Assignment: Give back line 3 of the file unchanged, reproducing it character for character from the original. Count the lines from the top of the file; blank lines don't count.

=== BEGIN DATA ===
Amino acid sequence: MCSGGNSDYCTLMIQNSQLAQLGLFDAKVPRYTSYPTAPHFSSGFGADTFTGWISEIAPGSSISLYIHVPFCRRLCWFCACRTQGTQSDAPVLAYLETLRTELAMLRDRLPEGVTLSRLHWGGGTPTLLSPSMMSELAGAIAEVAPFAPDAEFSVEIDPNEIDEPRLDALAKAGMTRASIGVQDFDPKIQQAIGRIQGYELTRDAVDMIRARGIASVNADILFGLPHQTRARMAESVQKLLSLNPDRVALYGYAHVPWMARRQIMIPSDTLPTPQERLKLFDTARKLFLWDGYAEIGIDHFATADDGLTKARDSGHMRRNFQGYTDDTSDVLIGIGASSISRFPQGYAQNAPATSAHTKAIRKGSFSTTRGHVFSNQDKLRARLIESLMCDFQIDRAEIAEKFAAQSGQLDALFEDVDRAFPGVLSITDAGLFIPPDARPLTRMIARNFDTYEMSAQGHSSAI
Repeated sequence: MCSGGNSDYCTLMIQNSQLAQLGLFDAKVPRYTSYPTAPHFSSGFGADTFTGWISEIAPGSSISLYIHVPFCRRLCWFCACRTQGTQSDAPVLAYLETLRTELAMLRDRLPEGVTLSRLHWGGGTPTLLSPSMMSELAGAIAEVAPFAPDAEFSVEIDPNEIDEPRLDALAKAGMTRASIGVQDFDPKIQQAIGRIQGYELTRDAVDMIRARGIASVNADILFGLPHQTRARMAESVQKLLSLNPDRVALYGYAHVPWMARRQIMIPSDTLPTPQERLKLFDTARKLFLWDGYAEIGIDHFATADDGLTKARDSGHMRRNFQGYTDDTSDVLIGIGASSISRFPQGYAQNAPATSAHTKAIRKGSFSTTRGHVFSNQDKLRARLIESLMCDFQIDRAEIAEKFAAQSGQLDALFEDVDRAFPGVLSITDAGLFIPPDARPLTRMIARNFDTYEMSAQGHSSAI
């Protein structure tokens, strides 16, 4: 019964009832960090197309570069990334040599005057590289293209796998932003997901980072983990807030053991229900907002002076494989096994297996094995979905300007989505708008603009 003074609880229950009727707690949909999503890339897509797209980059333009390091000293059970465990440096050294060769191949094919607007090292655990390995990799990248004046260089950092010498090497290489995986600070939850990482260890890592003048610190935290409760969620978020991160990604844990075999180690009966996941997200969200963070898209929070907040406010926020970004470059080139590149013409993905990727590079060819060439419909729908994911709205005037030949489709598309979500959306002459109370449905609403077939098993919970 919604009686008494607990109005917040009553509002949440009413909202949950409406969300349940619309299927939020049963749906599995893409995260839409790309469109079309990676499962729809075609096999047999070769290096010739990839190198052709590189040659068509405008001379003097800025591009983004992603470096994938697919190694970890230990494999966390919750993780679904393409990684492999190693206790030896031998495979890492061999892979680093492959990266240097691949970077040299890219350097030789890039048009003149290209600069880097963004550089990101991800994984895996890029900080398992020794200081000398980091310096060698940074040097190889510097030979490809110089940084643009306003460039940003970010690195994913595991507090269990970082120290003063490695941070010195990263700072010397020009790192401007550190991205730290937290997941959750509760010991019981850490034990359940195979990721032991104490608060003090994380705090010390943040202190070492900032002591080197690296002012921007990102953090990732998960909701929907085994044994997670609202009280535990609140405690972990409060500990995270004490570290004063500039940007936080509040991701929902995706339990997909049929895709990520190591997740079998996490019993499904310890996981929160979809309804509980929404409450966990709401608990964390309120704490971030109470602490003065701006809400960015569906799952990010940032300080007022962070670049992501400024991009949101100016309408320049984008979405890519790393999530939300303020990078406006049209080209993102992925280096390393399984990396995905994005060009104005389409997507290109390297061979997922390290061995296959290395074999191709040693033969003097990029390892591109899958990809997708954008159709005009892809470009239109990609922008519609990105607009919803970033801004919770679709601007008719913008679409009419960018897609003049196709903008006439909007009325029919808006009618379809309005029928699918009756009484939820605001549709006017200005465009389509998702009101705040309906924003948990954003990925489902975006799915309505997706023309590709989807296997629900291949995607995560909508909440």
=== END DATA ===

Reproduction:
């Protein structure tokens, strides 16, 4: 019964009832960090197309570069990334040599005057590289293209796998932003997901980072983990807030053991229900907002002076494989096994297996094995979905300007989505708008603009 003074609880229950009727707690949909999503890339897509797209980059333009390091000293059970465990440096050294060769191949094919607007090292655990390995990799990248004046260089950092010498090497290489995986600070939850990482260890890592003048610190935290409760969620978020991160990604844990075999180690009966996941997200969200963070898209929070907040406010926020970004470059080139590149013409993905990727590079060819060439419909729908994911709205005037030949489709598309979500959306002459109370449905609403077939098993919970 919604009686008494607990109005917040009553509002949440009413909202949950409406969300349940619309299927939020049963749906599995893409995260839409790309469109079309990676499962729809075609096999047999070769290096010739990839190198052709590189040659068509405008001379003097800025591009983004992603470096994938697919190694970890230990494999966390919750993780679904393409990684492999190693206790030896031998495979890492061999892979680093492959990266240097691949970077040299890219350097030789890039048009003149290209600069880097963004550089990101991800994984895996890029900080398992020794200081000398980091310096060698940074040097190889510097030979490809110089940084643009306003460039940003970010690195994913595991507090269990970082120290003063490695941070010195990263700072010397020009790192401007550190991205730290937290997941959750509760010991019981850490034990359940195979990721032991104490608060003090994380705090010390943040202190070492900032002591080197690296002012921007990102953090990732998960909701929907085994044994997670609202009280535990609140405690972990409060500990995270004490570290004063500039940007936080509040991701929902995706339990997909049929895709990520190591997740079998996490019993499904310890996981929160979809309804509980929404409450966990709401608990964390309120704490971030109470602490003065701006809400960015569906799952990010940032300080007022962070670049992501400024991009949101100016309408320049984008979405890519790393999530939300303020990078406006049209080209993102992925280096390393399984990396995905994005060009104005389409997507290109390297061979997922390290061995296959290395074999191709040693033969003097990029390892591109899958990809997708954008159709005009892809470009239109990609922008519609990105607009919803970033801004919770679709601007008719913008679409009419960018897609003049196709903008006439909007009325029919808006009618379809309005029928699918009756009484939820605001549709006017200005465009389509998702009101705040309906924003948990954003990925489902975006799915309505997706023309590709989807296997629900291949995607995560909508909440």